Biography:

Kathy Kreiner made her first of three Olympic appearances at Sapporo 1972 with modest results in the slalom and downhill. Her second Olympics at Innsbruck 1976 weren’t going terribly well either having finished 19th in the downhill and not finishing the slalom. But on Friday the 13th, a confident 18-year-old Kreiner just knew she was going to win despite being such a long shot. She was the first skier out of the start hut posting the time to beat, which no one did – including the prohibitive favourite, German Rosi Mittermaier, who finished 0.12 seconds behind and was attempting to become the first woman to sweep all three Olympic alpine skiing titles in one Games, having won the first two. Kreiner won the same Olympic gold medal Nancy Greene had eight years earlier at Grenoble 1968. She had become the youngest-ever alpine skiing Olympic champion and produced the only gold medal by a Canadian at Innsbruck 1976. Kreiner did not defend her Olympic title at Lake Placid 1980, but had impressive finishes of fifth in the downhill, ninth in the giant slalom and 15th in the slalom.

The youngest of six children, Kreiner who was coached by her father, was a natural on the slopes. She was on skis by three and racing by seven. She was inspired by stories of Grenoble 1968 told by her father who was the Canadian team doctor and saw Nancy Greene win her giant slalom gold. At 12, Kreiner was the youngest ever to win the Mt. Tremblant Taschereau downhill race and at 14 she was invited to join the national team. Kreiner’s first World Cup podium finish was in 1973 and the following year she had her first and only World Cup victory at age 16 at Pfronten, Germany, winning by one second. After a decade on the World Cup circuit, Kreiner finished with one victory, seven podium finishes (one downhill, six giant slalom) and 45 top-10 finishes. By virtue of her 1976 Olympic title, Kreiner was also the concurrent world champion. She won five gold and six silver medals at the national championships.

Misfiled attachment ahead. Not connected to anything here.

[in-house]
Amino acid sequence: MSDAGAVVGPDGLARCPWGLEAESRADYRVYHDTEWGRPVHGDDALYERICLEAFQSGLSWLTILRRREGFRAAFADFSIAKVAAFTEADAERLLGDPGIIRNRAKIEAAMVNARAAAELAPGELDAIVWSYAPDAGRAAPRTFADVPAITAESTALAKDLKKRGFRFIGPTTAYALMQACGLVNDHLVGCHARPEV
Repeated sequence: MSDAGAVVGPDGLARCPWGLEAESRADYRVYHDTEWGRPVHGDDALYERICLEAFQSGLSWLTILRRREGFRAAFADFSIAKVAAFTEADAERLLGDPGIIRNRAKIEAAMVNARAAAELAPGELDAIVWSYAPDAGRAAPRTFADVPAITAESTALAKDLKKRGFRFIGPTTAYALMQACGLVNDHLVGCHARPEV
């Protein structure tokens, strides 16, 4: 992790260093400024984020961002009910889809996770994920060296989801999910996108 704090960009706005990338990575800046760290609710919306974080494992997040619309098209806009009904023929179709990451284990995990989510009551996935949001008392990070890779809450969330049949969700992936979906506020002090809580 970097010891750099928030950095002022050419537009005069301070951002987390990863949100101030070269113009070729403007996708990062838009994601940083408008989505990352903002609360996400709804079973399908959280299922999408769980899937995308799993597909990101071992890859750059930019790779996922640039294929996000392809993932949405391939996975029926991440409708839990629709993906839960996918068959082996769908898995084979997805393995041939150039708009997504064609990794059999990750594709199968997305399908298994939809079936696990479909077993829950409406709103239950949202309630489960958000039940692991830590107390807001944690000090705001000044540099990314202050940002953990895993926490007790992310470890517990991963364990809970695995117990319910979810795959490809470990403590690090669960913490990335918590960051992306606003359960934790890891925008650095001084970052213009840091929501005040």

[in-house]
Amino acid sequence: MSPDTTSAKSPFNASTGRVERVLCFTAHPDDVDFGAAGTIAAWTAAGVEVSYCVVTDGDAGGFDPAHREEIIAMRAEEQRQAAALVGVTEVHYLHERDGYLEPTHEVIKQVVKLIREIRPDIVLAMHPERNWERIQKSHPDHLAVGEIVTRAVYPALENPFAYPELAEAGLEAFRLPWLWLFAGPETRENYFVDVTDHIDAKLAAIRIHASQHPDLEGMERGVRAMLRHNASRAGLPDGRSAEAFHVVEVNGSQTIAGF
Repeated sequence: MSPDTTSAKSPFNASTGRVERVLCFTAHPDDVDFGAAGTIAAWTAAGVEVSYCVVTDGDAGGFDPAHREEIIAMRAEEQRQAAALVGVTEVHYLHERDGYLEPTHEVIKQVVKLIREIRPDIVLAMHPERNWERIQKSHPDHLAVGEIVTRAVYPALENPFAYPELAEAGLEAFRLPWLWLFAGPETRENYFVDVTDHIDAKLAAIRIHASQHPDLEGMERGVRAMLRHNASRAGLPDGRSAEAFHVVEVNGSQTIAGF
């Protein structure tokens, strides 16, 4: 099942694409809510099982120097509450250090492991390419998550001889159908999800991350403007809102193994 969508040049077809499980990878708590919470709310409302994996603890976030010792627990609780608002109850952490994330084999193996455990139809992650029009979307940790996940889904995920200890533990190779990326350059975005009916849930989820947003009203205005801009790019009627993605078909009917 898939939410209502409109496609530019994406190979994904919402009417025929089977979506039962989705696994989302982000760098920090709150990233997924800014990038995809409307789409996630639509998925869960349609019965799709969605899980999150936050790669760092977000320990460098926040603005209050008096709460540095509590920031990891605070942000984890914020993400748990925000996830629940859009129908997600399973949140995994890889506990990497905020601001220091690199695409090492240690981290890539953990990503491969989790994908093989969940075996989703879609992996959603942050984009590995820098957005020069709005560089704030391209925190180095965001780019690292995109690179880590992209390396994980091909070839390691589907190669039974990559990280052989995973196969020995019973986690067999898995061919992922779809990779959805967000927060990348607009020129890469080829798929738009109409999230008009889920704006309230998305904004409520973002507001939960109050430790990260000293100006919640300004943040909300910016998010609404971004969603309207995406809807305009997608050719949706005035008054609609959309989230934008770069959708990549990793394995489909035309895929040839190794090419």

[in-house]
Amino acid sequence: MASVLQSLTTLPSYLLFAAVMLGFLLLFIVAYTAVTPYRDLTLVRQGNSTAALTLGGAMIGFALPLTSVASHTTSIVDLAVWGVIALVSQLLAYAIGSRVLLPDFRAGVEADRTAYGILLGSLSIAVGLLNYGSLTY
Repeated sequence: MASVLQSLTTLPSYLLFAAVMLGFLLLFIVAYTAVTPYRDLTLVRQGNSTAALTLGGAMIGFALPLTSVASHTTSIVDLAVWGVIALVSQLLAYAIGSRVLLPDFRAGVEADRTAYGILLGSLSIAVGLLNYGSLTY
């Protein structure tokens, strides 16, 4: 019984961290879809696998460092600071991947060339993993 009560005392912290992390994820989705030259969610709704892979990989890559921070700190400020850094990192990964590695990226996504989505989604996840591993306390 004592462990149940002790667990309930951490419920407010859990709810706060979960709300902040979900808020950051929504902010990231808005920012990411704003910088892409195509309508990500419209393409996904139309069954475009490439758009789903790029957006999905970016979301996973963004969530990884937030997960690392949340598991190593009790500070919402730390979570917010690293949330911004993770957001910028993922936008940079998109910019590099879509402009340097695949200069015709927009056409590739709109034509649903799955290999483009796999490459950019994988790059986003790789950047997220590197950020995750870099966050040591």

Kreiner left the national team in 1980 and competed for a year as an independent skier. Following her retirement from racing in 1981, she earned a Master’s degree in sports psychology from the University of Ottawa. Staying close to sport, Kreiner pursued a career as an elite athlete mental trainer specializing in neuro feedback. Settling in Vancouver, British Columbia, she married former freestyle skier Dave Phillips and together they had three children. She became a competitive slalom water skier, continued to ski recreationally, hike and volunteer in her community. At Calgary 1988, Kreiner was a bearer of the Olympic flag in the Opening Ceremony. Her sister Laurie was a two-time Olympian (1972, 1976) in alpine skiing with her best finish just off the podium in fourth in giant slalom at Sapporo 1972.

In 1976, Kreiner received the Bobbie Rosenfeld Award as Canada’s top female athlete and was inducted into Canada’s Sports and Canadian Olympic Halls of Fame; the Canadian Skiing Hall of Fame in 1984 and Ontario Sports Hall of Fame in 2002. In 2015, she was inducted along with her father as a builder, posthumously, and sister into the Timmins Sports Hall of Fame.